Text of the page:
Building a multi-dimensional space for the analysis of European Integration Treaties. An XML-TEI scenario

paper, specified "short paper"
  1. 1. Florentina Armaselu

    Centre Virtuel de la Connaissance sur l'Europe (CVCE) - University of Luxembourg / Universität Luxemburg

  2. 2. Frédéric Allemand

    Centre Virtuel de la Connaissance sur l'Europe (CVCE) - University of Luxembourg / Universität Luxemburg

Work text
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Goal of the project

The European Union (EU) is a “union of law”: it is created by law; it enacts laws which confer rights upon EU citizens and impose duties; it acts in accordance with its law and under the legal review of the Court of Justice. The EU has, by its own, neither peoples nor territories. Its existence is entirely enclosed in its ability to bring closer its members states as well as the Europeans through the law. Thus, the knowledge (and the understanding) of the EU law is an essential part of an ongoing democratic process. In practice, pure and perfect knowledge of the law has always faced many difficulties. This is particularly true for the EU constitutional law. It is an economic and technical law faced with significant several changes in recent years and published in all official languages of the Union (24).
The goal of the project is to create a tool for assisting the researchers in European Integration Studies in the analysis of the EU treaties. The system should allow the user to navigate through the treaties along with different axes of inquiry: access to a particular unit inside a treaty (part, section, chapter, article, etc.); multilingual alignment; modifications operated upon or by a treaty and the history of its different (consolidated) versions; status (entered into forced, repealed); possibility to add and retrieve user’s comments. The tool aims also to provide the EU citizens with the consolidated and the original versions of EU treaties enriched with additional materials (i.e. contextual resources, legal & economic doctrine, case law, …). The documents under study are part of the CVCE’s Lisbon research corpus, including founding treaties of the European Union and the treaties modifying them.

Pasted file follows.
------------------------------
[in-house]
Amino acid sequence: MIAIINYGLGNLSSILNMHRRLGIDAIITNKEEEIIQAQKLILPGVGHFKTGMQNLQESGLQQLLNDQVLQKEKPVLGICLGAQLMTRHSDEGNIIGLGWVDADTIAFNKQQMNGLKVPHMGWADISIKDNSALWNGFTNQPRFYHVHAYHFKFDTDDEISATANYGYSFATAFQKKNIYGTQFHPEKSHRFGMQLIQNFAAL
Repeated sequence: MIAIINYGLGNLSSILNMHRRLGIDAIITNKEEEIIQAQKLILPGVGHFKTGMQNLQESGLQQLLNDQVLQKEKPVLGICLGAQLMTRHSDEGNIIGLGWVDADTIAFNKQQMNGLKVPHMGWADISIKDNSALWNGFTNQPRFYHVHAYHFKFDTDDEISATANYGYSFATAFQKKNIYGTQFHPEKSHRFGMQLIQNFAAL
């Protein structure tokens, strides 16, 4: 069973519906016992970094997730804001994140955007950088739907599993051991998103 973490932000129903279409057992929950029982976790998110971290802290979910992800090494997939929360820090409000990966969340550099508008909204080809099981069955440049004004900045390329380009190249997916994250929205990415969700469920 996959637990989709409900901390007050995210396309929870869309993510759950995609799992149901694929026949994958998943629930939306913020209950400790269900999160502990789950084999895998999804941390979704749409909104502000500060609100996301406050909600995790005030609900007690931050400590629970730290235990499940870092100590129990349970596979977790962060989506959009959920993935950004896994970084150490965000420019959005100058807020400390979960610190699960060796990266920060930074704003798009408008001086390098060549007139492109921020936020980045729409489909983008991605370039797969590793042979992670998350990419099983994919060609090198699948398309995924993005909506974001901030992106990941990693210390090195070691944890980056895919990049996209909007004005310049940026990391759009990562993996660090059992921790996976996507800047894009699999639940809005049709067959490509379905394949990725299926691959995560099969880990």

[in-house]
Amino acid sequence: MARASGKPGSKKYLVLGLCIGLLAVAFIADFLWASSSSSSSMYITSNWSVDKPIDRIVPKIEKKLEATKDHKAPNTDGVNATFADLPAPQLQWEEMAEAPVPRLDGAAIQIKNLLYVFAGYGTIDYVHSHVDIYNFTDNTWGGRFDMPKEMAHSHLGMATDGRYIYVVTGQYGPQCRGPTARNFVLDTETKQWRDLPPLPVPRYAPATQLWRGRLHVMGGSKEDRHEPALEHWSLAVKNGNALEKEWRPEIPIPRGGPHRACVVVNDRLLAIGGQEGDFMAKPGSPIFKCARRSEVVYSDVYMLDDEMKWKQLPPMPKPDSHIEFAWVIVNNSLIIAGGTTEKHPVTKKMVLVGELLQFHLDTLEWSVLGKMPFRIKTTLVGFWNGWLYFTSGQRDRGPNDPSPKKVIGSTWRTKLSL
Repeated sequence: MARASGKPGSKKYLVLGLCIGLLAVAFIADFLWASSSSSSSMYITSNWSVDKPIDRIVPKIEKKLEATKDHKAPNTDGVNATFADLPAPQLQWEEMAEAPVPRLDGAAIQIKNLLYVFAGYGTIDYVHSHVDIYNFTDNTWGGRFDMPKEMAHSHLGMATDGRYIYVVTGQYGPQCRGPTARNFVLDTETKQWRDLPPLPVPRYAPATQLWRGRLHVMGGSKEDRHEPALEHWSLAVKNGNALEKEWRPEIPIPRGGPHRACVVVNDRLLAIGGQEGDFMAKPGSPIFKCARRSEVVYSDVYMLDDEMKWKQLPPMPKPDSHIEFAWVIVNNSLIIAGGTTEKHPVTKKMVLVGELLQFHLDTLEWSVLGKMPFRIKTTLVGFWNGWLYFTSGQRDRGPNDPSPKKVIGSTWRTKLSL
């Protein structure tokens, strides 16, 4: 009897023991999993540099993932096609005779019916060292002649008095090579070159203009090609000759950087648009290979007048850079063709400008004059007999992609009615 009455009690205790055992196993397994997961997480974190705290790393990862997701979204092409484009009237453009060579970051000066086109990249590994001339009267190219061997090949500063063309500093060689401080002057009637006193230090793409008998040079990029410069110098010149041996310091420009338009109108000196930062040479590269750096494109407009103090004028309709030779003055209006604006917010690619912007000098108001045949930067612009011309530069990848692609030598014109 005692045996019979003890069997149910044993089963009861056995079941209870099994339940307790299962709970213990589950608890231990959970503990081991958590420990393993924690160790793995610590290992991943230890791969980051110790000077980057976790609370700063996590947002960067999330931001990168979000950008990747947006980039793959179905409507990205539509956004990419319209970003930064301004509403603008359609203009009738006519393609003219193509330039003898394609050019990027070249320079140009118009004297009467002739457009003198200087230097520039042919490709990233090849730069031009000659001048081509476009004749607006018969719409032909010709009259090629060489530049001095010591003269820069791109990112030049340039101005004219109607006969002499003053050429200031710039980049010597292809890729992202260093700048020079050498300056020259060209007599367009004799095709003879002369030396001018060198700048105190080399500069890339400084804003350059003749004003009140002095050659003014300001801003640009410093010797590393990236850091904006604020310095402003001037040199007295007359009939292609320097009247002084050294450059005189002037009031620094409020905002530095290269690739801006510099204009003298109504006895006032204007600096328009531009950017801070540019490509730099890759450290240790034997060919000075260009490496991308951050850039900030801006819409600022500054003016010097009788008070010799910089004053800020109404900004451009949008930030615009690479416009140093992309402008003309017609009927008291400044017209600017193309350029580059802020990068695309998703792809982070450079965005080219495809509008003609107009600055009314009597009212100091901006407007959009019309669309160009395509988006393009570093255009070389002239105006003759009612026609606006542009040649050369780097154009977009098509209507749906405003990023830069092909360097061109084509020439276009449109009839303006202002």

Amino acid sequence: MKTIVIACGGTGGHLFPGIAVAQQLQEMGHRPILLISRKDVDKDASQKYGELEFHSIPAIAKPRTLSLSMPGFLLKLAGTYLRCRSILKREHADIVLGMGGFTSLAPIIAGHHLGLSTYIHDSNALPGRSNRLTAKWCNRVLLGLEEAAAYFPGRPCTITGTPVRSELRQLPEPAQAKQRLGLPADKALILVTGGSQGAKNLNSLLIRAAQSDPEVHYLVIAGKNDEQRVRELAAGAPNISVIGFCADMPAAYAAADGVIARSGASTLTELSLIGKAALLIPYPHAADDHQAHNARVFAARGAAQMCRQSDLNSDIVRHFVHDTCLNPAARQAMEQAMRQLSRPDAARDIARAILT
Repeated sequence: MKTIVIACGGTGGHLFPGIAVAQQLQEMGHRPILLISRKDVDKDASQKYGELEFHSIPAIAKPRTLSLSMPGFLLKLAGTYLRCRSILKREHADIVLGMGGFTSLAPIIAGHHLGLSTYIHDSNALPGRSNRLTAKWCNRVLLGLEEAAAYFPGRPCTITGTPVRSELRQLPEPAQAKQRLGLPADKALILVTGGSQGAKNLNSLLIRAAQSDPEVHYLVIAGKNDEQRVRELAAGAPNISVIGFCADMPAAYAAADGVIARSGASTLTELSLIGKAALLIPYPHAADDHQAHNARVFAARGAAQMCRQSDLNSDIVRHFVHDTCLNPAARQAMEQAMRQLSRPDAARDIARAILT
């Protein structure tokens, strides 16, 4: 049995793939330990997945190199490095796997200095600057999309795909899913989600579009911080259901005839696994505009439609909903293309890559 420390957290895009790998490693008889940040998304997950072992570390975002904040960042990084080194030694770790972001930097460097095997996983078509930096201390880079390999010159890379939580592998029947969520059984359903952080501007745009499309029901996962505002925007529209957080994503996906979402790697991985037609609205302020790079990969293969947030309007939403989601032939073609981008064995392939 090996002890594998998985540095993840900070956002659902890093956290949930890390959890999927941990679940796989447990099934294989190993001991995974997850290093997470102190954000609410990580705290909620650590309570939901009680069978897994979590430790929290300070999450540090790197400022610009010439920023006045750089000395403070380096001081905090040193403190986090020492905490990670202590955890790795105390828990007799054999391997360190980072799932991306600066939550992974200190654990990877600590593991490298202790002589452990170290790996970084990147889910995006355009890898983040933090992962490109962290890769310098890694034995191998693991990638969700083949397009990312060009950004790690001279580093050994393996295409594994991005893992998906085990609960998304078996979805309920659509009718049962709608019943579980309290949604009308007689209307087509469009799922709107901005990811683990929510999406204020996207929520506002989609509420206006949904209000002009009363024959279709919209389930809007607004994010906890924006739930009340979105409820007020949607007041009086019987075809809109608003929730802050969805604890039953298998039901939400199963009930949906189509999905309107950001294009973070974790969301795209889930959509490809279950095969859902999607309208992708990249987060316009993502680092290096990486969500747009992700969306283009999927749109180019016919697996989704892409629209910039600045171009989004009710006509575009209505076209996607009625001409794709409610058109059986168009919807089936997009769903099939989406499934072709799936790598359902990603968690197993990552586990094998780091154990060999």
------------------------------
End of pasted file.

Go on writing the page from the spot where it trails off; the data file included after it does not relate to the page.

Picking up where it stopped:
Although Web-based services allowing the navigation (EUR-Lex 1, LegiFrance 2, DOCLEG 3,the versioning (Progilex 4, MetaLex 5) and/or annotation (AT4AM for All 6) of legal documents already exists, there is no integrated solution addressing all the questions entailed by our research. So far, our experiments have been dealing with the identification of the documents structure and their relations, and the construction of small prototypes using XML-TEI as an encoding format. As the project is still in an exploratory phase, the paper will focus on the theoretical bases of the project, first experimental results and further development.
Overview of the process of creating/modifying European Integration Treaties

The EU – formerly the European Communities – was established by the Rome Treaty concluded in March 1957. Since then, this treaty was modified more than 20 times, either in application of the general revision procedure or by simplified revision procedures. Every revision is enacted in the form of a legal act – be it a new treaty such as the Maastricht treaty (1992) or a secondary law like a Council decision. The act which introduces changes exists by itself, in addition to the act which is modified. However, nowhere the consolidated versions of the treaties and all their modifications are provided, even by Eur-Lex – the web service maintained by the Publications Office of the EU. This makes any analysis of EU legal texts highly tricky as any user looking for an updated version of a specific text has to compare its original version with all its subsequent revisions. Due to their complexity and their multi-linguistic nature, EU legal texts require also corrections which are legally binding. The rule relating to the allocation of seats in the European Parliament among the EU Member States since 1951 is illustrative of the complexity of the EU law. The modifications are laid down either in primary law or in secondary law; they insert, repeal, include either a whole Article or a part of it. The dates of adoption, of publication, of entry into force, of effective implementation vary from one modification to another. Some modifications were published but never entered into force applied, some other were changed before they become effective.